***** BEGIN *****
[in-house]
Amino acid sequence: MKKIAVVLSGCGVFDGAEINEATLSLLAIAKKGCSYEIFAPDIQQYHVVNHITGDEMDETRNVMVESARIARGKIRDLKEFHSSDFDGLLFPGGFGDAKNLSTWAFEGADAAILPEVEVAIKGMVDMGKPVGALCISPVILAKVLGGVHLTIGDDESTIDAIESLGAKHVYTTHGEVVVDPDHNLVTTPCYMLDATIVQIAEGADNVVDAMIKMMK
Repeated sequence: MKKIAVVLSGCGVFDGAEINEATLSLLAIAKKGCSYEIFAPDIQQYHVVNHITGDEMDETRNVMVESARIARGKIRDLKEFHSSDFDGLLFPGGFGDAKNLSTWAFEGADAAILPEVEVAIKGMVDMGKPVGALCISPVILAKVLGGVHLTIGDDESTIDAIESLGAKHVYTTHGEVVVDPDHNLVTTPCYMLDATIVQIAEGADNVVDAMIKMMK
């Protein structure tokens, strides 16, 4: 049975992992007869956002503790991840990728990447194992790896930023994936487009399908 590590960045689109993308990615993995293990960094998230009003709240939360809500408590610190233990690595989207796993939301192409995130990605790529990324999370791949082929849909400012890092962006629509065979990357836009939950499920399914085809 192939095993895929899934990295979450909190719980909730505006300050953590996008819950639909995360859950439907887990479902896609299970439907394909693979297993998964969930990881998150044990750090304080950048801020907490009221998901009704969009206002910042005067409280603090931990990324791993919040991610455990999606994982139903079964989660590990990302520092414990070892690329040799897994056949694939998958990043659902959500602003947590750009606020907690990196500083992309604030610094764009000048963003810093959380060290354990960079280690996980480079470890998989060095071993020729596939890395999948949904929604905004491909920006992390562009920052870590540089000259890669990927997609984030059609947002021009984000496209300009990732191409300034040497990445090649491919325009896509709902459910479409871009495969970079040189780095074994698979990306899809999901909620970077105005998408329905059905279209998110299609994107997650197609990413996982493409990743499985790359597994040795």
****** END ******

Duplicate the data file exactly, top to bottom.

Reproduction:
[in-house]
Amino acid sequence: MKKIAVVLSGCGVFDGAEINEATLSLLAIAKKGCSYEIFAPDIQQYHVVNHITGDEMDETRNVMVESARIARGKIRDLKEFHSSDFDGLLFPGGFGDAKNLSTWAFEGADAAILPEVEVAIKGMVDMGKPVGALCISPVILAKVLGGVHLTIGDDESTIDAIESLGAKHVYTTHGEVVVDPDHNLVTTPCYMLDATIVQIAEGADNVVDAMIKMMK
Repeated sequence: MKKIAVVLSGCGVFDGAEINEATLSLLAIAKKGCSYEIFAPDIQQYHVVNHITGDEMDETRNVMVESARIARGKIRDLKEFHSSDFDGLLFPGGFGDAKNLSTWAFEGADAAILPEVEVAIKGMVDMGKPVGALCISPVILAKVLGGVHLTIGDDESTIDAIESLGAKHVYTTHGEVVVDPDHNLVTTPCYMLDATIVQIAEGADNVVDAMIKMMK
């Protein structure tokens, strides 16, 4: 049975992992007869956002503790991840990728990447194992790896930023994936487009399908 590590960045689109993308990615993995293990960094998230009003709240939360809500408590610190233990690595989207796993939301192409995130990605790529990324999370791949082929849909400012890092962006629509065979990357836009939950499920399914085809 192939095993895929899934990295979450909190719980909730505006300050953590996008819950639909995360859950439907887990479902896609299970439907394909693979297993998964969930990881998150044990750090304080950048801020907490009221998901009704969009206002910042005067409280603090931990990324791993919040991610455990999606994982139903079964989660590990990302520092414990070892690329040799897994056949694939998958990043659902959500602003947590750009606020907690990196500083992309604030610094764009000048963003810093959380060290354990960079280690996980480079470890998989060095071993020729596939890395999948949904929604905004491909920006992390562009920052870590540089000259890669990927997609984030059609947002021009984000496209300009990732191409300034040497990445090649491919325009896509709902459910479409871009495969970079040189780095074994698979990306899809999901909620970077105005998408329905059905279209998110299609994107997650197609990413996982493409990743499985790359597994040795």